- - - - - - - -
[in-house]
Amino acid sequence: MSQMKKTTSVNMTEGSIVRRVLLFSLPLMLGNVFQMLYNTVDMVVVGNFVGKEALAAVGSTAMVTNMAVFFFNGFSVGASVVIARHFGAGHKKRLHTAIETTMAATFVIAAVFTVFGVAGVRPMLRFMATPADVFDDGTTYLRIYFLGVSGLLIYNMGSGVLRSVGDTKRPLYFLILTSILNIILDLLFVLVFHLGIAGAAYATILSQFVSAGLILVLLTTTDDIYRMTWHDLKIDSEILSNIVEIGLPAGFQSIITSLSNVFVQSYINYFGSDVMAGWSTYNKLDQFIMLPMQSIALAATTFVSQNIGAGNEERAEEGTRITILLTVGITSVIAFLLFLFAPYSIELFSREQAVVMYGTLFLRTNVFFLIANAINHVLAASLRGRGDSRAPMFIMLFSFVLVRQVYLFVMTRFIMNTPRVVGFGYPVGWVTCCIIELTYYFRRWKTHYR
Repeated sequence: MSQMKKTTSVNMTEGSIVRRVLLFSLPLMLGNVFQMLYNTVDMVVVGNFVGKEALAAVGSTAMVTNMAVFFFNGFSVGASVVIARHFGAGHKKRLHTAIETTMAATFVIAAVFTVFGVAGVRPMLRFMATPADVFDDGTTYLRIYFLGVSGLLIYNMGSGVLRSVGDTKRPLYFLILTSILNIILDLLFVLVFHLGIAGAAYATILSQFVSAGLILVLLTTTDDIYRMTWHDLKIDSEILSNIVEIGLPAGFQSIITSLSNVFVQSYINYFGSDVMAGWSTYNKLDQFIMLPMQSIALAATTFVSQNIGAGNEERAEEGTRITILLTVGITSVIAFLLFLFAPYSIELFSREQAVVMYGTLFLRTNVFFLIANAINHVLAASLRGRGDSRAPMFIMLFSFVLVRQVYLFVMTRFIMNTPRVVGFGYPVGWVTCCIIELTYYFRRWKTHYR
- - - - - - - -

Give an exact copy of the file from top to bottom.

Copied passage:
[in-house]
Amino acid sequence: MSQMKKTTSVNMTEGSIVRRVLLFSLPLMLGNVFQMLYNTVDMVVVGNFVGKEALAAVGSTAMVTNMAVFFFNGFSVGASVVIARHFGAGHKKRLHTAIETTMAATFVIAAVFTVFGVAGVRPMLRFMATPADVFDDGTTYLRIYFLGVSGLLIYNMGSGVLRSVGDTKRPLYFLILTSILNIILDLLFVLVFHLGIAGAAYATILSQFVSAGLILVLLTTTDDIYRMTWHDLKIDSEILSNIVEIGLPAGFQSIITSLSNVFVQSYINYFGSDVMAGWSTYNKLDQFIMLPMQSIALAATTFVSQNIGAGNEERAEEGTRITILLTVGITSVIAFLLFLFAPYSIELFSREQAVVMYGTLFLRTNVFFLIANAINHVLAASLRGRGDSRAPMFIMLFSFVLVRQVYLFVMTRFIMNTPRVVGFGYPVGWVTCCIIELTYYFRRWKTHYR
Repeated sequence: MSQMKKTTSVNMTEGSIVRRVLLFSLPLMLGNVFQMLYNTVDMVVVGNFVGKEALAAVGSTAMVTNMAVFFFNGFSVGASVVIARHFGAGHKKRLHTAIETTMAATFVIAAVFTVFGVAGVRPMLRFMATPADVFDDGTTYLRIYFLGVSGLLIYNMGSGVLRSVGDTKRPLYFLILTSILNIILDLLFVLVFHLGIAGAAYATILSQFVSAGLILVLLTTTDDIYRMTWHDLKIDSEILSNIVEIGLPAGFQSIITSLSNVFVQSYINYFGSDVMAGWSTYNKLDQFIMLPMQSIALAATTFVSQNIGAGNEERAEEGTRITILLTVGITSVIAFLLFLFAPYSIELFSREQAVVMYGTLFLRTNVFFLIANAINHVLAASLRGRGDSRAPMFIMLFSFVLVRQVYLFVMTRFIMNTPRVVGFGYPVGWVTCCIIELTYYFRRWKTHYR